I didn’t actually read that book until years later when I met up with co-author Mary Beth Lagerborg. I learned that “once-a-month cooking” is a method of preparing a month’s (or two weeks’) dinner entrees in one mega-cooking session, and then freezing them for use throughout the month.
While Mary Beth along with her co-author Mimi Wilson have developed a specific and thorough plan for preparing many meals at one time, any effort that results in preparing meals now to be used later has decided benefits:
1. Convenience. Having entrees in the freezer provides the convenience of take-out but with the aroma, appeal and taste of home cooking.
2. Simplification. Nothing unravels the seams of family time faster than having nothing on hand for dinner. Knowing dinner’s ready to go promotes household calm and peace.
DEAR MARY: I have been making and using your concentrated laundry detergent for several years now and love saving money with it. But sometimes I end up with white chunky solids at the bottom of the container. Am I doing something wrong? Jean
DEAR JEAN: This “crystalization” that forms after awhile is perfectly normal and harmless. I usually go through a gallon of this concentrate so fast, that doesn’t have a chance to happen. But when it does, I use it up just as if it were still fully liquified. No harm, no foul. I find that if I shake it well each time I use it, the crystallization is less pronounced. If this is a huge problem for you, you could easily halve the recipe to make 1/2 gallon of liquid laundry detergent concentrate at a time.
And now, even though you did not ask but because others will, our homemade laundry detergent is HE compliant, meaning suitable for use in high-efficiency (HE) washing machines. It is completely sudsless which is required for use in low water volume machines, provided you are using a very small amount—2 tablespoons to 1/4 cup maximum. Remember it is highly concentrated.
DEAR MARY: I was totally shocked to read in your recent post, Cast Iron Skillets Making a Healthy Comeback, that the best oil to use to season a cast iron skillet is flaxseed oil. Flaxseed oil has a smoke point of 225 F, after which the oil begins to produce harmful free radicals. What is author Ellen Brown’s reasoning for using flax seed oil? Debbie
To some people a cobbler is a lovely fruit dessert, best when served warm. To others it is a shoemaker who repairs shoes—an almost forgotten trade. And that’s changing. Suddenly, shoe repair is coming back. Big time.
Sales of luxury goods are down, but it’s a flush time for people who repair them. High-end cobblers, tailors and jewelers have seen a spike in repair business from frugal customers, thanks to a trend toward fixing goods rather than replacing them. We’re quickly moving from a disposable society to one that’s learning to mend and make do.
According to Randy Lipson, third-generation cobbler and owner of Cobblestone Shoe Repair in St. Louis, shoe repair shops nationwide (of which there are only about 7,500 remaining—down by half from a decade ago) are reporting a 20 to 45 percent surge in business. Things are beginning to shift as consumers are learning to make do. And for many, that means getting shoes that fit, fixed.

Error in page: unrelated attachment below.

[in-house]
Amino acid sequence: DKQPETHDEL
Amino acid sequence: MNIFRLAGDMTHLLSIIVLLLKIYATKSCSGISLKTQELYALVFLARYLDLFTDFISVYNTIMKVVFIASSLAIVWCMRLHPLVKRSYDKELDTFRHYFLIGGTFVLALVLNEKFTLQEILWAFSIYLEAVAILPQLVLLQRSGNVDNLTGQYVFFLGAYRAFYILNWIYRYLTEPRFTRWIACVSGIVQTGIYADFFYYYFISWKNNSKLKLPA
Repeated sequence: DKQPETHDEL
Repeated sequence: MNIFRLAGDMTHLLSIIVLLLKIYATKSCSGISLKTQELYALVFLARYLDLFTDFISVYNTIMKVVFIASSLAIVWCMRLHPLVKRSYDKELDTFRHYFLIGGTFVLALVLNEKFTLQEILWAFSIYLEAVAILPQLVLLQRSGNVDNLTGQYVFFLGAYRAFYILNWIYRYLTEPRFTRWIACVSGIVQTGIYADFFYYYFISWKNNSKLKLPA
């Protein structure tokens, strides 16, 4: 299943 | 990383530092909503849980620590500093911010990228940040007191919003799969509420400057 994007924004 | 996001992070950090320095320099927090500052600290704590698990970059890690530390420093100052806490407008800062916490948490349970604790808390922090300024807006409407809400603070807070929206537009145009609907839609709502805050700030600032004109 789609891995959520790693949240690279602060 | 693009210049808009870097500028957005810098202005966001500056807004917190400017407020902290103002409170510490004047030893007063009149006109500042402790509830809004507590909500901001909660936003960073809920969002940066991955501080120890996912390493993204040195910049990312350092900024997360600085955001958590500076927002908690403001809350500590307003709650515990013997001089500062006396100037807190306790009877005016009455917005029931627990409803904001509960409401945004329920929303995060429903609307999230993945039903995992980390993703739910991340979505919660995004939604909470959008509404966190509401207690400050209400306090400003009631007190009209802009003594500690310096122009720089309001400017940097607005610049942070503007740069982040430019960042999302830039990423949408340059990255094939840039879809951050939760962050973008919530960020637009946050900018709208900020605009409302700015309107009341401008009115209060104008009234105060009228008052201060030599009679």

Not long ago I grabbed the opportunity to sit down with Randy and I learned a lot—not only about the value of repairing rather than replacing shoes, but also that a shoe repair shop does more than just repair shoes.
Gift cards have become the go-to gift for millions of people. They might seem like the perfect present because it’s so easy. You don’t have to put modicum of thought into the gift and generally a gift card it is well-received. Many people are happy to get them. Unless, of course, they get stuck holding cards from retailers or restaurants who file for bankruptcy—either full dissolution or reorganization—before they get a chance to redeem that gift card.
Millions of consumers holding gift cards for American Apparel, RadioShack, Wet Seal, Sports Authority, Sharper Image, Brookstone and others on the growing list of recently failed or financially ailing businesses need to pay attention to what follows.
Even though I am not a fan of gifts cards, in the past I have suggested that if you must buy one, you should choose a card issued by a retailer—not a bank-issued gift card—because generally retailer gift cards are free of expiration dates, annoying fees and other gotchas.
With worsening economic conditions, consumers should think twice about retailer-issued gift cards. Store-issued cards are not as good a deal as you’d think because of the danger of bankruptcy and or some other court-approved reorganization.
Never forget this: Gift cards are not the same as cash. When you buy a gift card you are purchasing store credit at that retailer. You may know something about store credit if you ever tried to return something only to have your refund denied for some technicality. Instead, the clerk offers you store credit in the same amount as a refund should have been. That’s exactly what a gift card is—store credit that can be used only at the store identified on that card.